So in essence, the Buddhist teachings on not-self aren't merely assertions that we have no self; they are a method for deconstructing our false perceptions about reality, as well as an important tool in removing the vast net of clinging that gives rise to suffering.

This may be a bit of nonsense, but in one of the ways I like to look at it, the conventional viewpoint (sammuti sacca) explains things through subject, verb and object whereas the ultimate viewpoint (paramattha sacca) explains things through verb alone. In essence, things are being viewed from the perspective of activities and processes. This, I think, is incredibly difficult to see, but perhaps what happens here is that once self-identity view (sakkaya-ditthi) is removed, the duality of subject and object is also removed, thereby revealing the level of mere conditional phenomena, i.e., dependent co-arising in action. This mental process is "seen," ignorance is replaced by knowledge and vision of things as they are (yatha-bhuta-nana-dassana), and nibbana, then, would be the "letting go" of what isn't self through the dispassion (viraga) invoked in seeing the inconstant (anicca) and stressful (dukkha) nature of clinging to false refuges that are neither fixed nor stable (anatta).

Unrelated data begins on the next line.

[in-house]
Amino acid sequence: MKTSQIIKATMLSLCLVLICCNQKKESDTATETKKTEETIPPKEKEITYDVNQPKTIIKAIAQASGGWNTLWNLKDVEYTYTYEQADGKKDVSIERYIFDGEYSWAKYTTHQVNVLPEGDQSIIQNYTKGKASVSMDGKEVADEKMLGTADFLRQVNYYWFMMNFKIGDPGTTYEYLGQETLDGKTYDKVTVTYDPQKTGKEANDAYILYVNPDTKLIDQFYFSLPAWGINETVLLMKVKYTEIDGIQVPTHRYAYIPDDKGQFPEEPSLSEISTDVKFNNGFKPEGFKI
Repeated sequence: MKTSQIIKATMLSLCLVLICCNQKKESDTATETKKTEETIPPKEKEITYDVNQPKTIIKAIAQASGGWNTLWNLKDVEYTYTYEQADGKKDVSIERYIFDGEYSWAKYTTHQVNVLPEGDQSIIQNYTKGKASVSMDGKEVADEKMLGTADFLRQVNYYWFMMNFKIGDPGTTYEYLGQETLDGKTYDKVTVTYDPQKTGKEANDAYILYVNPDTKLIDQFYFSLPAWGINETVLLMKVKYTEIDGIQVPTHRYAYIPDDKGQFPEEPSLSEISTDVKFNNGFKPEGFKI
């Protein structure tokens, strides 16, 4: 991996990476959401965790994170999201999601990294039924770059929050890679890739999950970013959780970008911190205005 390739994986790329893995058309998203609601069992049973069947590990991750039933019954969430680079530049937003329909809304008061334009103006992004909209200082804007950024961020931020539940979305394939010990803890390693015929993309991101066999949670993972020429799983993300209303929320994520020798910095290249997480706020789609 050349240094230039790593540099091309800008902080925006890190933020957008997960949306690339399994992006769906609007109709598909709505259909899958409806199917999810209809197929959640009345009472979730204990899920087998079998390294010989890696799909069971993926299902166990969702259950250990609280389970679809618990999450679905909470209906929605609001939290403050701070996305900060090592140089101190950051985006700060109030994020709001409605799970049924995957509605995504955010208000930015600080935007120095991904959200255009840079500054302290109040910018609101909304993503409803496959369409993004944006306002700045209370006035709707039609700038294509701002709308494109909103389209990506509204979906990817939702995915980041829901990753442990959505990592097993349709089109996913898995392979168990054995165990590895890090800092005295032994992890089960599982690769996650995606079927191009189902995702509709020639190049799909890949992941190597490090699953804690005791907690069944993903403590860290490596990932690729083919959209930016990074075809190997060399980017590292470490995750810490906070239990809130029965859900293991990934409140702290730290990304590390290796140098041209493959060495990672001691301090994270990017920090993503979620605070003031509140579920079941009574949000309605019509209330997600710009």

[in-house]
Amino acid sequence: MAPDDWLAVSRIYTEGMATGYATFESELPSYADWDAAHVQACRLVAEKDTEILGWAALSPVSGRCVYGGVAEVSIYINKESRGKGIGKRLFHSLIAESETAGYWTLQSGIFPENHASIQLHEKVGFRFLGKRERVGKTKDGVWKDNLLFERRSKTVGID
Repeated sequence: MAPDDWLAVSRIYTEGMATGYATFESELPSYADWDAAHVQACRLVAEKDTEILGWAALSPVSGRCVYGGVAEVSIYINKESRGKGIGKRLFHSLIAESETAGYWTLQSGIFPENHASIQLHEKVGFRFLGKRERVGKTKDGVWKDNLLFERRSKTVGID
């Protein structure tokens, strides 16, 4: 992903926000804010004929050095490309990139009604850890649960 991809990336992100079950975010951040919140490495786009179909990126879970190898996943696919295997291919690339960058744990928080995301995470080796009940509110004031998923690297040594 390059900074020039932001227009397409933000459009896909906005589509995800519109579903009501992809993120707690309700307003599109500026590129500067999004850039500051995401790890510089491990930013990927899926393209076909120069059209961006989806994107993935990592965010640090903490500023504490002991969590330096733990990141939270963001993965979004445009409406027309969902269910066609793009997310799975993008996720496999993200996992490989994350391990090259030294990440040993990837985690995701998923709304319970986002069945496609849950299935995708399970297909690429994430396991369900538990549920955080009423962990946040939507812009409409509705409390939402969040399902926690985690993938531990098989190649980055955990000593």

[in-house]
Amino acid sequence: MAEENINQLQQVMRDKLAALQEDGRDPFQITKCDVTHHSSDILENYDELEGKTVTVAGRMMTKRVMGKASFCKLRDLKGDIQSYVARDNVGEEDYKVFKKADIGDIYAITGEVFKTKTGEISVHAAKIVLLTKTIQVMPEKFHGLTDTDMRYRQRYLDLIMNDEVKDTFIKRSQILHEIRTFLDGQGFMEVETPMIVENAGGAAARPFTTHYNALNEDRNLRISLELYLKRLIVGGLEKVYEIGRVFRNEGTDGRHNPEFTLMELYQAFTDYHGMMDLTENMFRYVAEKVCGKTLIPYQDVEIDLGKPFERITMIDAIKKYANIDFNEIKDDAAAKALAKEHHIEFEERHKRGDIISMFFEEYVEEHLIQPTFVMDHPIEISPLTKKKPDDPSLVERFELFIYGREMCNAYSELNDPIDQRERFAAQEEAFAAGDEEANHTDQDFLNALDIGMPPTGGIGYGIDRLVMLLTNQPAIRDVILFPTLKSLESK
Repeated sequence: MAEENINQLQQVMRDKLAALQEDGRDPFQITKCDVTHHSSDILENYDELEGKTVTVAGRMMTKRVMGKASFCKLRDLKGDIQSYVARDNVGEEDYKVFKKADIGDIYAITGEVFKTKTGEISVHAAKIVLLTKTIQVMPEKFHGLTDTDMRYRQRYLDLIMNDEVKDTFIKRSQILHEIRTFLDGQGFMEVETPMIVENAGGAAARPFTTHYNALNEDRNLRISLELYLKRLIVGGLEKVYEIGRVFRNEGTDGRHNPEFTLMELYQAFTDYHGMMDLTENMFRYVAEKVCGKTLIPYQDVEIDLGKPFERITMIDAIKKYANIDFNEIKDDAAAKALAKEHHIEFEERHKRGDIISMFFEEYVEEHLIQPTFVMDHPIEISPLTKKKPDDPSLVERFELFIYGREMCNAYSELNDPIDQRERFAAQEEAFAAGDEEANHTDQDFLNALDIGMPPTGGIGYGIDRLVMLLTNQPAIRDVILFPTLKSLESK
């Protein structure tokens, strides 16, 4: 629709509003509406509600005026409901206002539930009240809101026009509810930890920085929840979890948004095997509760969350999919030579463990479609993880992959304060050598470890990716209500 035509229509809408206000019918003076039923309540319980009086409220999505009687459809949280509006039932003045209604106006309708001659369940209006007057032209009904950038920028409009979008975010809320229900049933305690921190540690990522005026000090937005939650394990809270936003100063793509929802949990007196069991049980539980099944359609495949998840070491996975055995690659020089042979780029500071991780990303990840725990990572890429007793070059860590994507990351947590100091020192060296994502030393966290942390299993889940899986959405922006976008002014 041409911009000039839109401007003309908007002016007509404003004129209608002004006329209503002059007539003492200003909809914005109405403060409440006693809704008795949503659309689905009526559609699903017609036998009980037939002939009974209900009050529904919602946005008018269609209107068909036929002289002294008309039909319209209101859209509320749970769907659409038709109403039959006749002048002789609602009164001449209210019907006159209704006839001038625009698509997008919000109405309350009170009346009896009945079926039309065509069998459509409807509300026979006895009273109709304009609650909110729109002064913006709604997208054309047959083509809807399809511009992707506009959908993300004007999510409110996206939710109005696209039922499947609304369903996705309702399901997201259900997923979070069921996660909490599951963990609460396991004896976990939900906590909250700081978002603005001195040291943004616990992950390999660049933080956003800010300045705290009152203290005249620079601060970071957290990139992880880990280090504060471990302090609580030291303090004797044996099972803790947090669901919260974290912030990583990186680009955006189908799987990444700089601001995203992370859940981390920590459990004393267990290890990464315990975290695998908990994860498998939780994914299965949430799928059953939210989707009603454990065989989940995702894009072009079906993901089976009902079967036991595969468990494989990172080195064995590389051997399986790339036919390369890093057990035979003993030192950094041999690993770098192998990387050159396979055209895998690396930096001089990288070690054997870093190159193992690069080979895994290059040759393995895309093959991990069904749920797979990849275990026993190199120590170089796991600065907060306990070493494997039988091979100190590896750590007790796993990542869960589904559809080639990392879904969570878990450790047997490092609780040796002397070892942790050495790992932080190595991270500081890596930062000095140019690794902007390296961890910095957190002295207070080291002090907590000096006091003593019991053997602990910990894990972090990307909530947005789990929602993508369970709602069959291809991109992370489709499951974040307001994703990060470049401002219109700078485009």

"Sabbe dhamma nalam abhinivesaya" ().

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Jason
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Re: Buddhism in context: Anatta

Postby Jason » Fri May 21, 2010 3:01 pm

"Sabbe dhamma nalam abhinivesaya" ().

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Shonin
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Re: Buddhism in context: Anatta

Postby Shonin » Fri May 21, 2010 3:43 pm


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Jason
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Re: Buddhism in context: Anatta

Postby Jason » Fri May 21, 2010 5:30 pm

"Sabbe dhamma nalam abhinivesaya" ().

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Shonin
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Re: Buddhism in context: Anatta

Postby Shonin » Mon May 24, 2010 8:26 pm